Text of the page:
Tuesday, September 11, 2007

Crown Office accused of incompetence as World's End murder trial collapses

Amid the comments from the Judge, and the fact that the Chief Prosecuting lawyer for the Crown Office has disappeared, people are naturally calling for an investigation into what happened .. but what happened as we all know, is that the Scottish justice system failed yet again, as it always does.

The Herald reports :

Crown Office in the dock after Sinclair cleared


Scotland's official prosecutors were last night facing accusations of deep incompetence after the collapse of the World's End trial resulted in the acquittal of a serial sex killer.

Angus Sinclair, 62, who has already been convicted of two killings and a string of serious indecent offences, was yesterday cleared of murdering Helen Scott and Christine Eadie, both 17, after a judge ruled there was insufficient evidence against him.

But as politicians lined up to question the Crown Office's handling of the World's End case, particularly its decisions to lead so little available evidence, there were also allegations from senior police figures in Strathclyde that a tactical decision meant four families in Glasgow had also been denied full justice.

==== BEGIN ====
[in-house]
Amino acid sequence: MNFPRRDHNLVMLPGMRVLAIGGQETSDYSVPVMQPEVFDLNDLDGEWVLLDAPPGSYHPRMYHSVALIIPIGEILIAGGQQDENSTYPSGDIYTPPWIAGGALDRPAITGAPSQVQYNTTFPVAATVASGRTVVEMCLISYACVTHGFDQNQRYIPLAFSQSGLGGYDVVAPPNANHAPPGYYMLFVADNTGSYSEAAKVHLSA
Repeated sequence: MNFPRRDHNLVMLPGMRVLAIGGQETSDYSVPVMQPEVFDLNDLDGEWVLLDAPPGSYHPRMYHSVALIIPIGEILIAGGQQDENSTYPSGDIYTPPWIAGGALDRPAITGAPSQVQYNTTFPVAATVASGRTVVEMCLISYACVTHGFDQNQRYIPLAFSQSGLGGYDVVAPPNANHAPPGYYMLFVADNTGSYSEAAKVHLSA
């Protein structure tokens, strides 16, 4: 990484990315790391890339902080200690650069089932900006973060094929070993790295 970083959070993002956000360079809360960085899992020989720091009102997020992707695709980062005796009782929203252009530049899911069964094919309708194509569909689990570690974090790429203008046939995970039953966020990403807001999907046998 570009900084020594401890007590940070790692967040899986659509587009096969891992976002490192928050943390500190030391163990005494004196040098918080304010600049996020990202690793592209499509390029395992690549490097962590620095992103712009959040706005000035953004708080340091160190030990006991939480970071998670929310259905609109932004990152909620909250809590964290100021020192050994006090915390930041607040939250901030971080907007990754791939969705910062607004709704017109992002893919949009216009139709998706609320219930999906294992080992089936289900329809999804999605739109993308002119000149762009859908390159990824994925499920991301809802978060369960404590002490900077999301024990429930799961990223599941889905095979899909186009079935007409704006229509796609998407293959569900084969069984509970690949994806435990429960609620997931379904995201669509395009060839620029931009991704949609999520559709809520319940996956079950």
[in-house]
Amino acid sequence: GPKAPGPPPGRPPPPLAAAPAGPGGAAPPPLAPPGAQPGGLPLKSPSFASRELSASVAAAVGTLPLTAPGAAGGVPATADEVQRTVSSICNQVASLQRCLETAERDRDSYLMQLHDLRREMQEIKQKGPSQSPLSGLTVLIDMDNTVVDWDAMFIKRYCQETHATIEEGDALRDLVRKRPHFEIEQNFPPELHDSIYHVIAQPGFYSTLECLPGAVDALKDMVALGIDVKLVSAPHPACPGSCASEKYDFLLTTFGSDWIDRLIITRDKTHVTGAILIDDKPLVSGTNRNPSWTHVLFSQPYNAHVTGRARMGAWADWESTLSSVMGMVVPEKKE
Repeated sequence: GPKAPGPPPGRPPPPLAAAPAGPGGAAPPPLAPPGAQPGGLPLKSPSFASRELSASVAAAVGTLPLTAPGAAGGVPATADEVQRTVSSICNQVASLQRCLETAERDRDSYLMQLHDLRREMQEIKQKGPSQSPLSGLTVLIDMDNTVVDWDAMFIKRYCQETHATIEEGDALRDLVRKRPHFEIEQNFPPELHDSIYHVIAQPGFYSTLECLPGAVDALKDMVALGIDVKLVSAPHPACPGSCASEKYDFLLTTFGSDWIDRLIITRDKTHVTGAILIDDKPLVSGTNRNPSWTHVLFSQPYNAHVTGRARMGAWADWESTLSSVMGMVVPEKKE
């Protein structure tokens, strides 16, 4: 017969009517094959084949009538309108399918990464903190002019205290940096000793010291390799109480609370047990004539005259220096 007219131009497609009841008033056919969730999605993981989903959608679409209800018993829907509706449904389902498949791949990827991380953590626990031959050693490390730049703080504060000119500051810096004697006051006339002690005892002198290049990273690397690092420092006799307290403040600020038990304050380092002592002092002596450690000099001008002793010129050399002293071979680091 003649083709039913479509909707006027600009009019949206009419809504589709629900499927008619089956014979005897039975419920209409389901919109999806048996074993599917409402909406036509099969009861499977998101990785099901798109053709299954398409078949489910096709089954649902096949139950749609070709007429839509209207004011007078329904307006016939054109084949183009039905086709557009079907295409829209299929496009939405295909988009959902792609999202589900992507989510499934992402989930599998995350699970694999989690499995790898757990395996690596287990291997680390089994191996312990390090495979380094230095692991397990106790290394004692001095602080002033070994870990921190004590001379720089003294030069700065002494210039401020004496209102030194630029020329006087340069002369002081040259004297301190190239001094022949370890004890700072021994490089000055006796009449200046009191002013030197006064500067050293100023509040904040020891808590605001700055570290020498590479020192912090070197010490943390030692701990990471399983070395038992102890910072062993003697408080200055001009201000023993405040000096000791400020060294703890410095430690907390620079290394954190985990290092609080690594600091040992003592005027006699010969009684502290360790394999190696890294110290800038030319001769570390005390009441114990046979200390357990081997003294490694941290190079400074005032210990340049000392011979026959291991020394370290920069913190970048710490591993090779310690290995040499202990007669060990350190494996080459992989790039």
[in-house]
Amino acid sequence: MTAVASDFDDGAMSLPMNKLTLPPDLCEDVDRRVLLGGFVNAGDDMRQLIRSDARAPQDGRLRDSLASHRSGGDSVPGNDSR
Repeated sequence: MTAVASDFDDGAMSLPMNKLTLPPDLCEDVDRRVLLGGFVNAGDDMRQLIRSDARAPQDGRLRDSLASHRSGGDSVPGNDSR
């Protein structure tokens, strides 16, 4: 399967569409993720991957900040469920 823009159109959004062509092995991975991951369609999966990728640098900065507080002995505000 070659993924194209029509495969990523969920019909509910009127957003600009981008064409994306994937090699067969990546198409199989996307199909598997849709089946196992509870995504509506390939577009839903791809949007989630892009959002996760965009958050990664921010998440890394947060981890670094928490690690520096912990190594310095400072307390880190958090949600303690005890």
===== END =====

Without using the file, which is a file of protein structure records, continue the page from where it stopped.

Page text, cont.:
They had wanted the Crown to charge Sinclair with the murders of Anna Kenny, Hilda McAuley, and Agnes Cooney, who all died similar deaths to Helen and Christine in 1977, and they also believed he could be held responsible for killing Frances Barker earlier that year.

The Strathclyde Police view was based on an FBI profiler who said the same man had carried out all six murders. However, senior officers claim, the Crown had already secured a conviction for the death of Ms Barker, and was unwilling to risk a claim for miscarriage of justice, deciding instead to separate off the World's End deaths, for which the Crown had stronger forensic evidence.

One Strathclyde officer said last night: "What they feared was this would have exposed the Frances Barker case as a miscarriage of justice. Following on from Shirley McKie and Lockerbie, there was no appetite for another. I was convinced Sinclair would walk unless they included all the cases together."

Another senior officer involved in the World's End case, said: "It was the Crown that decided it did not want to proceed at this time with the Glasgow cases. There is no forensic evidence in the Glasgow cases, so there is now no way they could be prosecuted.

"If they had been rolled up together then it would have been different, but the Crown was keen to go for what it saw as a safe option."

Concern about the Crown's tactics was heightened by the mysterious disappearance yesterday morning of the man presenting the case against Sinclair.

Advocate-depute Alan Mackay was not in court when Lord Clarke threw out the charges, upholding a defence motion after just eight days of evidence in a case scheduled to last six weeks.

The judge ruled that the prosecution had failed to put forward enough evidence linking Sinclair to the murders, and agreed with defence counsel Edgar Prais, QC, that the Crown had failed to prove the girls had been abducted, raped, and robbed before they were murdered.